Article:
Oxygen and C isotope compositions of CO2 gas released by thermal decomposition of siderite, calcite, and dolomite were measured using a new “real-time” continuous-flow technique to determine whether fractionation associated with simple thermal decarbonation could explain the large isotopic variations and mineralogy such as those found in the ALH84001 meteorite.
Oxygen and C isotope fractionation between calcite or dolomite and evolved CO2 gas during thermal decarbonation in a 3 bar He pressure environment is very small. The δ13C and δ18O values of evolved CO2 gas are nearly identical to those of the carbonate, very different from the calculated equilibrium Δ18O calcite-CO2 value of −4 to −5‰ at 800–900 °C or from previous experimental results of decarbonation in vacuum. The kinetic Δ18Osiderite-CO2 values are ~–2‰, whereas Δ13Csiderite-CO2 values increase logarithmically with time, from ~1‰ for the earliest stages of decarbonation to >5‰ in the final stages. Incomplete siderite decomposition produces both magnetite (δ18O = 3.5‰ SMOW) and minor graphite. CO and O2 were detected during the decarbonation process. The data can be explained by simultaneous oxidation and reduction by the reaction:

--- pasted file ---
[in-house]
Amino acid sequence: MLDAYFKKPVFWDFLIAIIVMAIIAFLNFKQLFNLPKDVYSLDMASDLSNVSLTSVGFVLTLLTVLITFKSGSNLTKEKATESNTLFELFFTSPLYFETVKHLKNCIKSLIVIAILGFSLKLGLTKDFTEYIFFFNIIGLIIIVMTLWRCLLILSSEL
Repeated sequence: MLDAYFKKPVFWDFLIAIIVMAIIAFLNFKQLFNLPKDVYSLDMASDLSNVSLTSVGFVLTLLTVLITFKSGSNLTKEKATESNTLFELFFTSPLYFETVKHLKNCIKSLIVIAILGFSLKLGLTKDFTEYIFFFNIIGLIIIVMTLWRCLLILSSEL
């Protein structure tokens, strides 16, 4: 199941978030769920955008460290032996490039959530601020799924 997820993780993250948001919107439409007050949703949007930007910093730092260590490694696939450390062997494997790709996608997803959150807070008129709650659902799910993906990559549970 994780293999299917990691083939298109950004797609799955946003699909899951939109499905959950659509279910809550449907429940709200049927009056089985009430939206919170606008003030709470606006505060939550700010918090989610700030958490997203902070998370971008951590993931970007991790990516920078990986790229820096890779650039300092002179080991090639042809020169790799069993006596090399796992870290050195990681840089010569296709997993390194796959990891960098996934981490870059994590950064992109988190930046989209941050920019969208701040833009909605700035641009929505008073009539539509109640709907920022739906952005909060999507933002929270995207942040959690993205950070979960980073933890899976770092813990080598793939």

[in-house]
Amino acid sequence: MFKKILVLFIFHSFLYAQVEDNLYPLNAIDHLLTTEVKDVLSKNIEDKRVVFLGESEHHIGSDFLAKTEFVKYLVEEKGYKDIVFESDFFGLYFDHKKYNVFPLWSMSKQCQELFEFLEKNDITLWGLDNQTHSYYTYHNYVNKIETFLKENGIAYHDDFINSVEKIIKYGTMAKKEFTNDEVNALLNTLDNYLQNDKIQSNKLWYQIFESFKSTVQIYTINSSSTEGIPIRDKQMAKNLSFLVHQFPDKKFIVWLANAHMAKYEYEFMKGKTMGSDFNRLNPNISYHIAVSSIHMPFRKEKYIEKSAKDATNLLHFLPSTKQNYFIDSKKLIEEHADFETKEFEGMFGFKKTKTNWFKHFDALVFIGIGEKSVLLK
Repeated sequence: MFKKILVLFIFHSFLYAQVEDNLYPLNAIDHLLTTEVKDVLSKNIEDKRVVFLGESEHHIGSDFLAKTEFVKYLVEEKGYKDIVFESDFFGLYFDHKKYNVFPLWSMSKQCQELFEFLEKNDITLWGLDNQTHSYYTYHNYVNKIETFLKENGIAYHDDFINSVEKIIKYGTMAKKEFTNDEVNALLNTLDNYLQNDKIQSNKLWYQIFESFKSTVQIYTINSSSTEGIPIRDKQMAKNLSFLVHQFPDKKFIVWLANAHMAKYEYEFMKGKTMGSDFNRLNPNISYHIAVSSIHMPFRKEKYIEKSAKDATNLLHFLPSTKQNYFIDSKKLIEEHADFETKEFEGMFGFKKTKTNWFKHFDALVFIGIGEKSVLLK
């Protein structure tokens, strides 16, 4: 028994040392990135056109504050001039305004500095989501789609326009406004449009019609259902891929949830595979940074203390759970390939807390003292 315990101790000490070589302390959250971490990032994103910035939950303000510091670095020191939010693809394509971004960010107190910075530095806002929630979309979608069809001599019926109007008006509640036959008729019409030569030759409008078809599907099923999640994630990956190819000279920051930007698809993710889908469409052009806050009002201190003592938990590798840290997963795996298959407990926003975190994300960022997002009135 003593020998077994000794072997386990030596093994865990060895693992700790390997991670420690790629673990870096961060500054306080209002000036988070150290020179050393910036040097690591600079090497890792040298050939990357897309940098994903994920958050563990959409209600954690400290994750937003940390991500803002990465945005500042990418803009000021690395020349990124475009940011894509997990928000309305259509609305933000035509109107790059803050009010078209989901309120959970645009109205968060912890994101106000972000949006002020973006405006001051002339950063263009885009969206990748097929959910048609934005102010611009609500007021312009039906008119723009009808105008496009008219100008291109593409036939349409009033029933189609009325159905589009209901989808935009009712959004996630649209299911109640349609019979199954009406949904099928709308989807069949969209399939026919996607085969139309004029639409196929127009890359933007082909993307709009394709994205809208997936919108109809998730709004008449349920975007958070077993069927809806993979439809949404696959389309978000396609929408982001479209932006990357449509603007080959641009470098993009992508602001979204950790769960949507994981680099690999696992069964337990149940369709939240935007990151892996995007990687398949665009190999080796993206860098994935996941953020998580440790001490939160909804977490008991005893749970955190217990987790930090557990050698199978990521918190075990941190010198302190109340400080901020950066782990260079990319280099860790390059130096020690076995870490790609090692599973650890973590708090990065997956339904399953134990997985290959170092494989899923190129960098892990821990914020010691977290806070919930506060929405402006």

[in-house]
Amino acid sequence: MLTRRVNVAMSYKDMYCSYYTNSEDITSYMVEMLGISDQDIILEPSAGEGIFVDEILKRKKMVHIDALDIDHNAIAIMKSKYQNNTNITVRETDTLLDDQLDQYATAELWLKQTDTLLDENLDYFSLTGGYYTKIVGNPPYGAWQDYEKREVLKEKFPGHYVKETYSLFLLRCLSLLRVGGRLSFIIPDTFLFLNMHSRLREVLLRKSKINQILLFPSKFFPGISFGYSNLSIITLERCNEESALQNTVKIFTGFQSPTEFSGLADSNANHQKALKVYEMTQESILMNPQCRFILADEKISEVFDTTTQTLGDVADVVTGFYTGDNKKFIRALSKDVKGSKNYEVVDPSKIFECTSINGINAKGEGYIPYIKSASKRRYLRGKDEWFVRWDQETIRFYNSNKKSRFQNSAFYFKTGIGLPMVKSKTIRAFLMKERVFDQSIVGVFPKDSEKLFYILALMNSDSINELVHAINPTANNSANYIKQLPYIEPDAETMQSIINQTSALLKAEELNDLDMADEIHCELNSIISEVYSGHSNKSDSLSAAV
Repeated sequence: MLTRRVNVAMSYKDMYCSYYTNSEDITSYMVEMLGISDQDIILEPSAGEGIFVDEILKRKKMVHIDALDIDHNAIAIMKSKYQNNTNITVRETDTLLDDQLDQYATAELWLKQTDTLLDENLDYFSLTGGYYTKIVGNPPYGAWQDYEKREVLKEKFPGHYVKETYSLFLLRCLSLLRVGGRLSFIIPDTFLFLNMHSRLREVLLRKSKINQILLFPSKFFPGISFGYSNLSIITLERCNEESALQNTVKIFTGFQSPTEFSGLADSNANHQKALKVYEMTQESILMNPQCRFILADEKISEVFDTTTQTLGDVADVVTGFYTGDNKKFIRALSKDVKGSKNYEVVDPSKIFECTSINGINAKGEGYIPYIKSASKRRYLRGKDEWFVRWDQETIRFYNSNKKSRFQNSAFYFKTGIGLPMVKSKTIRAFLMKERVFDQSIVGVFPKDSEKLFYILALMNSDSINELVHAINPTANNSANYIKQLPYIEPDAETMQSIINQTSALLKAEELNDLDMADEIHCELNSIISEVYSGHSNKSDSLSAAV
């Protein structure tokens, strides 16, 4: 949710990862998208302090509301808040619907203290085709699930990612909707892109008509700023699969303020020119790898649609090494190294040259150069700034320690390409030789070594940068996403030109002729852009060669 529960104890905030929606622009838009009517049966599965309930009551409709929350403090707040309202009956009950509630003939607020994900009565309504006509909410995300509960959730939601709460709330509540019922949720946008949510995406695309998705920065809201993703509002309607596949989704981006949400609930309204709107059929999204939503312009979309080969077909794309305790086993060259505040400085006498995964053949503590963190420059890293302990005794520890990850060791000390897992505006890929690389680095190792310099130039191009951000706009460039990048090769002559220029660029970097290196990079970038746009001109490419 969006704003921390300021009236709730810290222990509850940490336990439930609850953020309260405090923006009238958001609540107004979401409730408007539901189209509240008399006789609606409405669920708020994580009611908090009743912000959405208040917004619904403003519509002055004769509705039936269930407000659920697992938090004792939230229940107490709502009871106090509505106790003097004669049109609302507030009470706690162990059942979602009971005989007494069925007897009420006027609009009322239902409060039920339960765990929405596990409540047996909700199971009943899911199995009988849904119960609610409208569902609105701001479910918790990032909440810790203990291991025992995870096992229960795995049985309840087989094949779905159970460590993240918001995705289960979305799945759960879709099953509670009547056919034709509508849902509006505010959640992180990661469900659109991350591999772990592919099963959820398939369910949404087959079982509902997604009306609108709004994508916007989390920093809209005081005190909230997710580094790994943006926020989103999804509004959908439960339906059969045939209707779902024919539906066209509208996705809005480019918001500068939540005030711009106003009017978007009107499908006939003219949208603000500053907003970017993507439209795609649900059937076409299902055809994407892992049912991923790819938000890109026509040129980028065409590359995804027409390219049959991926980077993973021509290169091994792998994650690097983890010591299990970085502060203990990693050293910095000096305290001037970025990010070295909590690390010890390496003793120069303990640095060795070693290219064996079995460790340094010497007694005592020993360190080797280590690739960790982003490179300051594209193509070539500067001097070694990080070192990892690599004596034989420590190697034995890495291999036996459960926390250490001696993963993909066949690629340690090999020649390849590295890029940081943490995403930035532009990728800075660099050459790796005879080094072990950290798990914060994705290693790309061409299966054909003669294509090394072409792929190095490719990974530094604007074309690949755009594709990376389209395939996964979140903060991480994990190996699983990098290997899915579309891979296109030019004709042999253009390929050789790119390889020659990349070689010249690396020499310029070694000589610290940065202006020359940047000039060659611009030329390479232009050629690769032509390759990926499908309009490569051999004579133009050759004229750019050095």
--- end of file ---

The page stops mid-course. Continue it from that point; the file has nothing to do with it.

where x and y are between 0 and 1. Siderite decomposition in the presence of H2 gas produces wüstite and Fe metal in place of oxidized Fe minerals.
The experiments in this study are not a perfect analog for possible decarbonation conditions that might have occurred to the carbonates in ALH84001. Nevertheless, the large δ13C and δ18O variations observed in ALH84001 (>10‰ for O) are significantly larger than those expected by thermal decarbonation, suggesting instead a low-temperature mechanism for their formation.